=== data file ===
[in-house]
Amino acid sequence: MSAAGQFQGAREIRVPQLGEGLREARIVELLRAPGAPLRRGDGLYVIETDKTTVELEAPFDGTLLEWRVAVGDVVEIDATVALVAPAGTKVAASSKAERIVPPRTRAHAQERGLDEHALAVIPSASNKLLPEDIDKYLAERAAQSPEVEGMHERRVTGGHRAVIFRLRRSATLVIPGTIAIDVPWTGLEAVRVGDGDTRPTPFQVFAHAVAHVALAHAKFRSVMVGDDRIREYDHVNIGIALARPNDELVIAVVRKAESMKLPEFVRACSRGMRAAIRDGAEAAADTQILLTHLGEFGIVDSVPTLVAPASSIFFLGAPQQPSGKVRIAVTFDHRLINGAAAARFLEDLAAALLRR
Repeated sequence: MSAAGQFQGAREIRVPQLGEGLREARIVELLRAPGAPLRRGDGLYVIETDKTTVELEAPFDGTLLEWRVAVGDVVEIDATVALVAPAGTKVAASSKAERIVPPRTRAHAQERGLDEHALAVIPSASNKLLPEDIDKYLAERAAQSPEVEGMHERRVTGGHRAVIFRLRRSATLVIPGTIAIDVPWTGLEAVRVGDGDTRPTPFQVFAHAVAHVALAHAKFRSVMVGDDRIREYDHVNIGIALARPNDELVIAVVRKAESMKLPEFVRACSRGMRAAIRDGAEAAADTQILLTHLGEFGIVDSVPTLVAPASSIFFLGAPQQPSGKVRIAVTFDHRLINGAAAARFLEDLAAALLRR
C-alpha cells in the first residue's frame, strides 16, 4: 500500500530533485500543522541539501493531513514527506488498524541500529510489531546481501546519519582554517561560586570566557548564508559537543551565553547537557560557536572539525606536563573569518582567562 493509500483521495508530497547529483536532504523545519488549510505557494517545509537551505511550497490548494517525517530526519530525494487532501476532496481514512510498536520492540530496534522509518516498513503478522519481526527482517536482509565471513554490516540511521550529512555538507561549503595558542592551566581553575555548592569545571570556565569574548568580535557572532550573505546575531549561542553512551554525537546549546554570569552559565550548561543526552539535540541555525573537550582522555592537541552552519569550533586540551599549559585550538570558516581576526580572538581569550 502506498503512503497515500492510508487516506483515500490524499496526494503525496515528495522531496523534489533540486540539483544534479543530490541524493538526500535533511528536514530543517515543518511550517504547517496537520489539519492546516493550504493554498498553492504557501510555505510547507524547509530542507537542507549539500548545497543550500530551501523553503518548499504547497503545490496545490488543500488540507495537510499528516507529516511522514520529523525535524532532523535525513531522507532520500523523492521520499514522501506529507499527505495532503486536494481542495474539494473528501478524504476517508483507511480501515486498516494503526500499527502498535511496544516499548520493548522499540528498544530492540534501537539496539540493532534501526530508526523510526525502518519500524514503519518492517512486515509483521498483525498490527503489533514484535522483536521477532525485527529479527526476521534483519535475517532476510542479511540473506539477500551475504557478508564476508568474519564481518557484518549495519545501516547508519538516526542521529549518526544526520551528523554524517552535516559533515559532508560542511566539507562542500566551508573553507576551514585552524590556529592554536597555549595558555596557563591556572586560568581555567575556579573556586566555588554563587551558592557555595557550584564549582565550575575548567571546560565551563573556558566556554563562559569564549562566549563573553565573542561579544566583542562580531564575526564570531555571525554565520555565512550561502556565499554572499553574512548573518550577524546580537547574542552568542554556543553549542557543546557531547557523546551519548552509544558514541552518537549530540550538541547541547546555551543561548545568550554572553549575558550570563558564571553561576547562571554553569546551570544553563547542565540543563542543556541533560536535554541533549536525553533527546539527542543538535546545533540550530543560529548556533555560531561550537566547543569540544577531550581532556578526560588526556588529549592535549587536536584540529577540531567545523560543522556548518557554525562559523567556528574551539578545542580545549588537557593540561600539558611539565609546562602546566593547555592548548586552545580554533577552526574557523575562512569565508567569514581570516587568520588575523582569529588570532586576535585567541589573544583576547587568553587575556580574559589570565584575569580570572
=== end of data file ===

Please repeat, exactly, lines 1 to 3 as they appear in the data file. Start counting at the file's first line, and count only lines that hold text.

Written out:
[in-house]
Amino acid sequence: MSAAGQFQGAREIRVPQLGEGLREARIVELLRAPGAPLRRGDGLYVIETDKTTVELEAPFDGTLLEWRVAVGDVVEIDATVALVAPAGTKVAASSKAERIVPPRTRAHAQERGLDEHALAVIPSASNKLLPEDIDKYLAERAAQSPEVEGMHERRVTGGHRAVIFRLRRSATLVIPGTIAIDVPWTGLEAVRVGDGDTRPTPFQVFAHAVAHVALAHAKFRSVMVGDDRIREYDHVNIGIALARPNDELVIAVVRKAESMKLPEFVRACSRGMRAAIRDGAEAAADTQILLTHLGEFGIVDSVPTLVAPASSIFFLGAPQQPSGKVRIAVTFDHRLINGAAAARFLEDLAAALLRR
Repeated sequence: MSAAGQFQGAREIRVPQLGEGLREARIVELLRAPGAPLRRGDGLYVIETDKTTVELEAPFDGTLLEWRVAVGDVVEIDATVALVAPAGTKVAASSKAERIVPPRTRAHAQERGLDEHALAVIPSASNKLLPEDIDKYLAERAAQSPEVEGMHERRVTGGHRAVIFRLRRSATLVIPGTIAIDVPWTGLEAVRVGDGDTRPTPFQVFAHAVAHVALAHAKFRSVMVGDDRIREYDHVNIGIALARPNDELVIAVVRKAESMKLPEFVRACSRGMRAAIRDGAEAAADTQILLTHLGEFGIVDSVPTLVAPASSIFFLGAPQQPSGKVRIAVTFDHRLINGAAAARFLEDLAAALLRR